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Southern Sudan: Rebuilding Progress


More than a year ago, a comprehensive peace accord ended over twenty years of fighting between southern Sudanese rebels and the government. Our feature series this week explores how southern Sudan, which established an autonomous government, is struggling to rebuild.

Riek Machar is the vice president of the government of southern Sudan. English to Africa reporter Angel Tabe asked him about the current situation regarding refugees and internally displaced persons (IDPs). “ We have signed tripartite agreements for the repatriation of refugees back to the country. Government has put in some money, and the UN is assisting for them to be received.”

Machar discloses that donor pledges to help with reconstruction and rehabilitation is slow to come in, so too is private investment. The reason: “ Sudan still under sanctions. This deters particularly American investors. But investors from Europe and the Arab world are coming. It is slow because the clauses for investment were not put in place quickly.” Machar encourages more investors to come discover the many potentials of Southern Sudan, which include resources in agriculture, mining, oil and lumbering. “ We need people to come in and create wealth, and make profit.”

About the money given to the World Food Program, Machar said this was to enable a specialized organization help the government realize some of its tasks. “ The World Food Program, during the war was involved in emergency reconstruction. It is our job to see that these roads are open, so we did give 30 million to complete a road which leads from one of the most important ports linking four states.” Other projects of immediate focus for the government include regional security, education, health and agriculture.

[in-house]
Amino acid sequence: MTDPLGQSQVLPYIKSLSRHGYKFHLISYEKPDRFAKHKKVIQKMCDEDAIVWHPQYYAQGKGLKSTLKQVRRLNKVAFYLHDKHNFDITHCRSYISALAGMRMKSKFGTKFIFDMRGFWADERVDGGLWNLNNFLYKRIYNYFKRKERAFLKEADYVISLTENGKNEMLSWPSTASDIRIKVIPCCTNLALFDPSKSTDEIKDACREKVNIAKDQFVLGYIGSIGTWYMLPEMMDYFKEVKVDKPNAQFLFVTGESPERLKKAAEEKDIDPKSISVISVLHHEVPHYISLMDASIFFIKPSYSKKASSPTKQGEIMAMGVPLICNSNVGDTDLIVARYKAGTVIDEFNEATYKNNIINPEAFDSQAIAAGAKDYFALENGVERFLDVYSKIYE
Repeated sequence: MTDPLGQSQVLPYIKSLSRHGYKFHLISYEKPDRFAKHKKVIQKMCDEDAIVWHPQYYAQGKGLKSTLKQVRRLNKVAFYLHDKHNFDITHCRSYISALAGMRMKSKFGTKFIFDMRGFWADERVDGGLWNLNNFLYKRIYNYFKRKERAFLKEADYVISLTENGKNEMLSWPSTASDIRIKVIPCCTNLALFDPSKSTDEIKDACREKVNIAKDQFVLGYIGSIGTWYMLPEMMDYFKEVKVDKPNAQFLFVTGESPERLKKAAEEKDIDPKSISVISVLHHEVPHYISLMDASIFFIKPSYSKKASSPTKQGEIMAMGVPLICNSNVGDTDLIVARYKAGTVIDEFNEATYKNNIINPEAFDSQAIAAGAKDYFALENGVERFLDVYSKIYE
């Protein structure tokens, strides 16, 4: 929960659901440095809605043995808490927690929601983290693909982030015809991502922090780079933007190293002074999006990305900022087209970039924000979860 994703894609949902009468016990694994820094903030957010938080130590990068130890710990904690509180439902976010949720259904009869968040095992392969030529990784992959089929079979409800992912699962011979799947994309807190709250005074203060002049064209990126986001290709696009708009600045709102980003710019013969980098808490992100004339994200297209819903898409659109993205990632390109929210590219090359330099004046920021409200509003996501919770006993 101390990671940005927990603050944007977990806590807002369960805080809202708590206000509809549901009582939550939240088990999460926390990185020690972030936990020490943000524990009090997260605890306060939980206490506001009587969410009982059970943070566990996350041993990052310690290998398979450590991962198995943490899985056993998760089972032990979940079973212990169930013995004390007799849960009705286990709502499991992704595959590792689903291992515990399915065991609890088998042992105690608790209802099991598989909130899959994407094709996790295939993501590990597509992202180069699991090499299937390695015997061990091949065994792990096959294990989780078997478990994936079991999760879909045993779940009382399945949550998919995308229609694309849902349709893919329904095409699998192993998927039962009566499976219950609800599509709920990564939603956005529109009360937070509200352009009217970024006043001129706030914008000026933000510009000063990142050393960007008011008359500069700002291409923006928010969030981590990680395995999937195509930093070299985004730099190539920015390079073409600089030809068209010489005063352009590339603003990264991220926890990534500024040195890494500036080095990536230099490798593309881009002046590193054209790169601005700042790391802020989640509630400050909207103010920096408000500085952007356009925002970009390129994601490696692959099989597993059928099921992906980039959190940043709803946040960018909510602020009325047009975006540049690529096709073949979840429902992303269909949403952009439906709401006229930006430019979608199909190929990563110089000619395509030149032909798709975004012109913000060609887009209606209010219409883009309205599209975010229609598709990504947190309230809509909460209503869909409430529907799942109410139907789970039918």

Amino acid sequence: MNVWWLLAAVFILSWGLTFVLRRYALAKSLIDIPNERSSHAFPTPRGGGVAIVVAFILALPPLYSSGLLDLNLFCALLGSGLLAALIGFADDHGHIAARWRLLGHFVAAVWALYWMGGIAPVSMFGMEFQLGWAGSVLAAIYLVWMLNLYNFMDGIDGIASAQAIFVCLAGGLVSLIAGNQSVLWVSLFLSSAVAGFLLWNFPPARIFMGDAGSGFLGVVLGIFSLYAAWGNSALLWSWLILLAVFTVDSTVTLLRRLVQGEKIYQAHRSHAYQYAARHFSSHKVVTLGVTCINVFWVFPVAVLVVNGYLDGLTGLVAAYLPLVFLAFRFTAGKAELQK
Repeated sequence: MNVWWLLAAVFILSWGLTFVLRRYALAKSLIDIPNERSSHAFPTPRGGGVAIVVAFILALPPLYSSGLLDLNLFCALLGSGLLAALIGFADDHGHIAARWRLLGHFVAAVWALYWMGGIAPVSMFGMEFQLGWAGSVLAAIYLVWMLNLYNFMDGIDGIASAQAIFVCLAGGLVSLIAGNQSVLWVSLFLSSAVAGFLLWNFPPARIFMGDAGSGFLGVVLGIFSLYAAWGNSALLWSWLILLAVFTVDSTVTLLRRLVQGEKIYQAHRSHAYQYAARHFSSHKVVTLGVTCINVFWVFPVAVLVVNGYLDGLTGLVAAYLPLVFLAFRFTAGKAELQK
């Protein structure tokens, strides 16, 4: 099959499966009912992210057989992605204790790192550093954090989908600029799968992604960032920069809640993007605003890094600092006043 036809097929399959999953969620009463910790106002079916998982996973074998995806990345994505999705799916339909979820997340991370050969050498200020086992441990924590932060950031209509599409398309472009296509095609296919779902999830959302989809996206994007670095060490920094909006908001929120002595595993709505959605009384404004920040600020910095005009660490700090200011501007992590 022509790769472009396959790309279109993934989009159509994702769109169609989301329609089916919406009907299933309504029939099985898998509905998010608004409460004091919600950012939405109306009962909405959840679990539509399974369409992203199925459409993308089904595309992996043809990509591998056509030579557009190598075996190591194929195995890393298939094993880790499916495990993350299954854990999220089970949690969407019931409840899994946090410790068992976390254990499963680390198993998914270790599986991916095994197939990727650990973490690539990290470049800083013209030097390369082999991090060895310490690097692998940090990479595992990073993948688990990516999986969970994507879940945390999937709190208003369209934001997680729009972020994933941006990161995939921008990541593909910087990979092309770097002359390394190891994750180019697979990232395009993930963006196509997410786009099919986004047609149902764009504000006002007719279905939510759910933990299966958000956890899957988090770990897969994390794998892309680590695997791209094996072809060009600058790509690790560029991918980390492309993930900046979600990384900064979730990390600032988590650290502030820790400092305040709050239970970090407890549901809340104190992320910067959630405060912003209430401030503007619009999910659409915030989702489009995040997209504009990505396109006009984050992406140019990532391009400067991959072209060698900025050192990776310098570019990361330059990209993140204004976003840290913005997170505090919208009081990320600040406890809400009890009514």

So far, Machar thinks his government is doing well, and life is progressing. “ All the ministries are functioning, the civil service has been established, schools are open, hospitals are being rehabilitated, Juba town and other two capitals have radio stations, the print media is picking up, ... the NGOs fill in the gap which the government is not providing for, while we are working closely with the UN agencies so that we do not duplicate.”

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